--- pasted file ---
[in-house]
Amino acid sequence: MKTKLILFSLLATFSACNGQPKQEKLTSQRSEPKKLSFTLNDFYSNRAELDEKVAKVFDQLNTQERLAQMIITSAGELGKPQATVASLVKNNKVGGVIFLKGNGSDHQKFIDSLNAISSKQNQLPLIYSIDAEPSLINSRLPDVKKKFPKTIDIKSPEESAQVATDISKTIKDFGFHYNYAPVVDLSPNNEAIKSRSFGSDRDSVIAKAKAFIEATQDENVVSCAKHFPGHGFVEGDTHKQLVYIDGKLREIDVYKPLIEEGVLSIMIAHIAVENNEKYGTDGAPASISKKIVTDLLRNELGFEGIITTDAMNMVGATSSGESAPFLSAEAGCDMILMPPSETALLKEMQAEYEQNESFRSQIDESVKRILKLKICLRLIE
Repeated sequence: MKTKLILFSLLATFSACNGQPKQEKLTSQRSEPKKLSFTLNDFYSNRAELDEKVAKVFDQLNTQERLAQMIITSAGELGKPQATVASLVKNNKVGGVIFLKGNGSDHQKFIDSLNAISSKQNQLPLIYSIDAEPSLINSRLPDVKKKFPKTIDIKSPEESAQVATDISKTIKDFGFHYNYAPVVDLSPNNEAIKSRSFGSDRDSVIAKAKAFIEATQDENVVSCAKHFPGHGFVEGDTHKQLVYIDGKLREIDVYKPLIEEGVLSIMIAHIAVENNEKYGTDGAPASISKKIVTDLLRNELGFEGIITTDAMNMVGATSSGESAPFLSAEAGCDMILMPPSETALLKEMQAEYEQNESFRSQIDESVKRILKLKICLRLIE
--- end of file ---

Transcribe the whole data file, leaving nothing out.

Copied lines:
[in-house]
Amino acid sequence: MKTKLILFSLLATFSACNGQPKQEKLTSQRSEPKKLSFTLNDFYSNRAELDEKVAKVFDQLNTQERLAQMIITSAGELGKPQATVASLVKNNKVGGVIFLKGNGSDHQKFIDSLNAISSKQNQLPLIYSIDAEPSLINSRLPDVKKKFPKTIDIKSPEESAQVATDISKTIKDFGFHYNYAPVVDLSPNNEAIKSRSFGSDRDSVIAKAKAFIEATQDENVVSCAKHFPGHGFVEGDTHKQLVYIDGKLREIDVYKPLIEEGVLSIMIAHIAVENNEKYGTDGAPASISKKIVTDLLRNELGFEGIITTDAMNMVGATSSGESAPFLSAEAGCDMILMPPSETALLKEMQAEYEQNESFRSQIDESVKRILKLKICLRLIE
Repeated sequence: MKTKLILFSLLATFSACNGQPKQEKLTSQRSEPKKLSFTLNDFYSNRAELDEKVAKVFDQLNTQERLAQMIITSAGELGKPQATVASLVKNNKVGGVIFLKGNGSDHQKFIDSLNAISSKQNQLPLIYSIDAEPSLINSRLPDVKKKFPKTIDIKSPEESAQVATDISKTIKDFGFHYNYAPVVDLSPNNEAIKSRSFGSDRDSVIAKAKAFIEATQDENVVSCAKHFPGHGFVEGDTHKQLVYIDGKLREIDVYKPLIEEGVLSIMIAHIAVENNEKYGTDGAPASISKKIVTDLLRNELGFEGIITTDAMNMVGATSSGESAPFLSAEAGCDMILMPPSETALLKEMQAEYEQNESFRSQIDESVKRILKLKICLRLIE